Use notifications sparingly. Your app can send notifications when it’s suspended or running in the background. If people start an important or time-sensitive task in your app, and then switch away from it, they might appreciate receiving a notification when the task completes so they can switch back to your app and take the next step. In contrast, people don’t generally need to know the moment a routine or secondary task completes. In this scenario, avoid sending an unnecessary notification; instead, let people check on the task when they return to your app. For guidance, see Managing notifications.

Platform considerations

No additional considerations for iOS, macOS, or tvOS. Not supported in watchOS.


Multitasking on iPad

iPadOS can present multitasking windows in a variety of configurations, supporting various workflows. The system also provides multitasking controls — which let people switch multitasking configurations — and the app shelf, which lets people access all open windows in an app.

Multitasking controls

App shelf

People can choose one of the following configurations to open multitasking windows on iPad.

  • Slide Over opens a second window in an overlay while the first window continues in full screen. People can change the onscreen location of the Slide Over window, or hide it offscreen and retrieve it later. People can also open multiple windows in Slide Over, where they form a stack.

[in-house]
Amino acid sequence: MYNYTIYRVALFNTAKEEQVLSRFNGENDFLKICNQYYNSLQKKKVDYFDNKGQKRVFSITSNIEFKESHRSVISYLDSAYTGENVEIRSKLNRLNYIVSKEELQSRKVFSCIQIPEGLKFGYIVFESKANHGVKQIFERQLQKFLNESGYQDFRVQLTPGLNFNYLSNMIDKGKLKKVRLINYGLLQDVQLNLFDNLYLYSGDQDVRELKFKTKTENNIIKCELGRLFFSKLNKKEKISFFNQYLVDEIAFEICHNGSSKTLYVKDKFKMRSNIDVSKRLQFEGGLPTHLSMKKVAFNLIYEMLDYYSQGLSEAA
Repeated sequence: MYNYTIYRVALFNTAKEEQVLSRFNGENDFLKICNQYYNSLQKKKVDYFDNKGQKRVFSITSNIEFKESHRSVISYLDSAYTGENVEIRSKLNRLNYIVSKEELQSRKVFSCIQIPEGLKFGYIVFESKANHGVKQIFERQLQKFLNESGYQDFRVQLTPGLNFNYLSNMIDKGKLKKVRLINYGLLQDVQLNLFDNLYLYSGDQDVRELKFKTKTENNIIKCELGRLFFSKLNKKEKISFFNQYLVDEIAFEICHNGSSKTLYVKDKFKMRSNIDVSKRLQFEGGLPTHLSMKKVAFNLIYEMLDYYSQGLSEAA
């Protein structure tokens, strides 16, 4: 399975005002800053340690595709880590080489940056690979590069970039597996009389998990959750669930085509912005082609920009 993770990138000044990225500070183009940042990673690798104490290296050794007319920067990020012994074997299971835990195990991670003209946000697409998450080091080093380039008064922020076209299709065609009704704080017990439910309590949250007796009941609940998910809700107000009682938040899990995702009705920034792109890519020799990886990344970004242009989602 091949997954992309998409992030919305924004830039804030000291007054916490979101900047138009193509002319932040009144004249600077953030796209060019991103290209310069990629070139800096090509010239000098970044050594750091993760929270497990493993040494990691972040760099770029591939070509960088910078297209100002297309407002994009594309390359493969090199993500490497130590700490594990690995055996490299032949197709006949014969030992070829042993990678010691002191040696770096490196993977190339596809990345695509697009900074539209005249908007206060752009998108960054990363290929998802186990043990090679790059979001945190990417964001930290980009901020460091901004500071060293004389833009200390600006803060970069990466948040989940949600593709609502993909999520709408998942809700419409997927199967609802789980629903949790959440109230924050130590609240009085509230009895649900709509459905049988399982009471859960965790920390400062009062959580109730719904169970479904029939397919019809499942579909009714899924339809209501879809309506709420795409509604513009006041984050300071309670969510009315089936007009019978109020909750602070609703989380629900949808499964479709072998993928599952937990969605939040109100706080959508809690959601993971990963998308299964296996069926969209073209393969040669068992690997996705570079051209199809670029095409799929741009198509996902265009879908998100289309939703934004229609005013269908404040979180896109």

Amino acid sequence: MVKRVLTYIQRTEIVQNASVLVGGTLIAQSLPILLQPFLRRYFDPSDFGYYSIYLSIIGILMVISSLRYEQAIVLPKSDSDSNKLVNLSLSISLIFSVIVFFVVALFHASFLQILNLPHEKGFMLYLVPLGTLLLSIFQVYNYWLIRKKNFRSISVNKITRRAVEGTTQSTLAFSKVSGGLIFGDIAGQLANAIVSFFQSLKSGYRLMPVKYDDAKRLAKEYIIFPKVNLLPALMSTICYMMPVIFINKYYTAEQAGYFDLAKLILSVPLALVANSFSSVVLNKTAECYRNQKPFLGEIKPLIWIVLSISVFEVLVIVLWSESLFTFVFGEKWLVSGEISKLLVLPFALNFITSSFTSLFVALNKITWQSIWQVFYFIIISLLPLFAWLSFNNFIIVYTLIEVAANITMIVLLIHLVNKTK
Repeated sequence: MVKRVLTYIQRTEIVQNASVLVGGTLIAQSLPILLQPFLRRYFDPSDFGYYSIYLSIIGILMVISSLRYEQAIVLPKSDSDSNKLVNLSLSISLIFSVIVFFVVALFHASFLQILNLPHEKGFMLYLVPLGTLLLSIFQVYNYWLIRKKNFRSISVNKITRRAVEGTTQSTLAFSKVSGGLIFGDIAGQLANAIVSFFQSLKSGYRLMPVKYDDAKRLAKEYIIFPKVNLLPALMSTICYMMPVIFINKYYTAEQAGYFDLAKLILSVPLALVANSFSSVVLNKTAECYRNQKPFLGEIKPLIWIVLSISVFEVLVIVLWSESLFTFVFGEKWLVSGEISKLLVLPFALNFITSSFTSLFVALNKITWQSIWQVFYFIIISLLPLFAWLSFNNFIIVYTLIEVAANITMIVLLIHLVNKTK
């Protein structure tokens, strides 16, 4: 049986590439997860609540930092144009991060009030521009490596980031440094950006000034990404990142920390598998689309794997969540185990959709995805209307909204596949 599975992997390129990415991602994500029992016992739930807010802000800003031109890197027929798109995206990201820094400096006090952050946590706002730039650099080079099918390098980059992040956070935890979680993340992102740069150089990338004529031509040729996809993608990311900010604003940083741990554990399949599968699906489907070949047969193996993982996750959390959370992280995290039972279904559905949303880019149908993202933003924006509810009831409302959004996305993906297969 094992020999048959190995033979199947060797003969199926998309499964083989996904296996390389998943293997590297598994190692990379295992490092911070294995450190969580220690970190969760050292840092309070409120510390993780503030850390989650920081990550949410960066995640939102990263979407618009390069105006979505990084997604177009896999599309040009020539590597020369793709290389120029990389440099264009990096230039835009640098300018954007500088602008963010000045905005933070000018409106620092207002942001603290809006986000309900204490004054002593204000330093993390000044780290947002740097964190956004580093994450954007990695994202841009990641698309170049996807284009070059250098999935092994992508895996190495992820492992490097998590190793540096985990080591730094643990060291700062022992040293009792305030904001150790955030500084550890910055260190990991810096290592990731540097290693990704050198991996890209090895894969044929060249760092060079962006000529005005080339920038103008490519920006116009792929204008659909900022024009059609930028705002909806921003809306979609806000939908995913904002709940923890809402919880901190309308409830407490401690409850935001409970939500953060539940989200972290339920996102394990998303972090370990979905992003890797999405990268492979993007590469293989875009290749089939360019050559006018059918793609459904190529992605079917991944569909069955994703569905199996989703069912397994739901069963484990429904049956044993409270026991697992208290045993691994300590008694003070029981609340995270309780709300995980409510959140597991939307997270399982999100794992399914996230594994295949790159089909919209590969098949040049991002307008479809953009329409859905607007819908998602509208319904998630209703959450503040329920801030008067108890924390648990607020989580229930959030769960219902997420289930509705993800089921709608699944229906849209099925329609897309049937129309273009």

• Split View displays two windows side by side, letting people resize the relative areas of the windows and interact with both. While viewing side-by-side windows in Split View, people can also open a third window in Slide Over.
  • Picture in Picture opens a video in a movable, resizable window that floats above the full-screen app.

NOTE Apps don’t control multitasking configurations or receive any indication of the ones that people choose.

To help your iPad app respond correctly when people open it in Split View or Slide Over, make sure it adapts gracefully to different screen sizes; for developer guidance, see Multitasking on iPad. To learn more about how people use iPad multitasking features, see Use multitasking on your iPad.

Multiple windows on iPad

Conceptually, iPad apps tend to use two types of windows to provide content:

  • A primary window presents the app’s full hierarchy, providing access to all of the app’s objects and the actions associated with them. For example, Mail uses a primary window to present all mailboxes and message lists.
  • An auxiliary window presents a specific task or area in the app, often using a modal presentation. Dedicated to one experience, an auxiliary window doesn’t enable navigation to other app areas, and it typically includes buttons people use to close it after completing the task. For example, Mail uses an auxiliary window to present a single message.

In iPadOS 15 and later, you can specify a presentation style that determines the initial appearance of each window that people open in your app. Although people can reposition a window after opening it, specifying a presentation style can visually reinforce the nature of a window’s task or content. iPadOS defines the following presentation styles: